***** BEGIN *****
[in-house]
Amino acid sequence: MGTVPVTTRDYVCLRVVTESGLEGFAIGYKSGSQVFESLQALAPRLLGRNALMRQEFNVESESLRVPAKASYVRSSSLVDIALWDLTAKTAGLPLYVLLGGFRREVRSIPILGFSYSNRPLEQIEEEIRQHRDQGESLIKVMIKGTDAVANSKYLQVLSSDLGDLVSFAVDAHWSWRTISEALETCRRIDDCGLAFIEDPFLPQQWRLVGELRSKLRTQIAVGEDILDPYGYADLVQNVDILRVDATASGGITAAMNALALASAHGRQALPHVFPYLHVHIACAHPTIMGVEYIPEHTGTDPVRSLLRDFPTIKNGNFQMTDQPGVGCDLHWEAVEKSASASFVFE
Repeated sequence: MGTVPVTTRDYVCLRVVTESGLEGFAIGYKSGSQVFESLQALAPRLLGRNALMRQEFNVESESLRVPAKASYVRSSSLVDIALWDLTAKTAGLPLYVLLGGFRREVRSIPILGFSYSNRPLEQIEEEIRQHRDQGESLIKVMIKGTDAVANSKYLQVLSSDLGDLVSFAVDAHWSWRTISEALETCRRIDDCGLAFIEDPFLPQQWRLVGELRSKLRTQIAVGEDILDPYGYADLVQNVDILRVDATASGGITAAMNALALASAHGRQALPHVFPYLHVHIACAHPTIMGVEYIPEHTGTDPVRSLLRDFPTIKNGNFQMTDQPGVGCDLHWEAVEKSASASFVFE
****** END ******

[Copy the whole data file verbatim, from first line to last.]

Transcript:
[in-house]
Amino acid sequence: MGTVPVTTRDYVCLRVVTESGLEGFAIGYKSGSQVFESLQALAPRLLGRNALMRQEFNVESESLRVPAKASYVRSSSLVDIALWDLTAKTAGLPLYVLLGGFRREVRSIPILGFSYSNRPLEQIEEEIRQHRDQGESLIKVMIKGTDAVANSKYLQVLSSDLGDLVSFAVDAHWSWRTISEALETCRRIDDCGLAFIEDPFLPQQWRLVGELRSKLRTQIAVGEDILDPYGYADLVQNVDILRVDATASGGITAAMNALALASAHGRQALPHVFPYLHVHIACAHPTIMGVEYIPEHTGTDPVRSLLRDFPTIKNGNFQMTDQPGVGCDLHWEAVEKSASASFVFE
Repeated sequence: MGTVPVTTRDYVCLRVVTESGLEGFAIGYKSGSQVFESLQALAPRLLGRNALMRQEFNVESESLRVPAKASYVRSSSLVDIALWDLTAKTAGLPLYVLLGGFRREVRSIPILGFSYSNRPLEQIEEEIRQHRDQGESLIKVMIKGTDAVANSKYLQVLSSDLGDLVSFAVDAHWSWRTISEALETCRRIDDCGLAFIEDPFLPQQWRLVGELRSKLRTQIAVGEDILDPYGYADLVQNVDILRVDATASGGITAAMNALALASAHGRQALPHVFPYLHVHIACAHPTIMGVEYIPEHTGTDPVRSLLRDFPTIKNGNFQMTDQPGVGCDLHWEAVEKSASASFVFE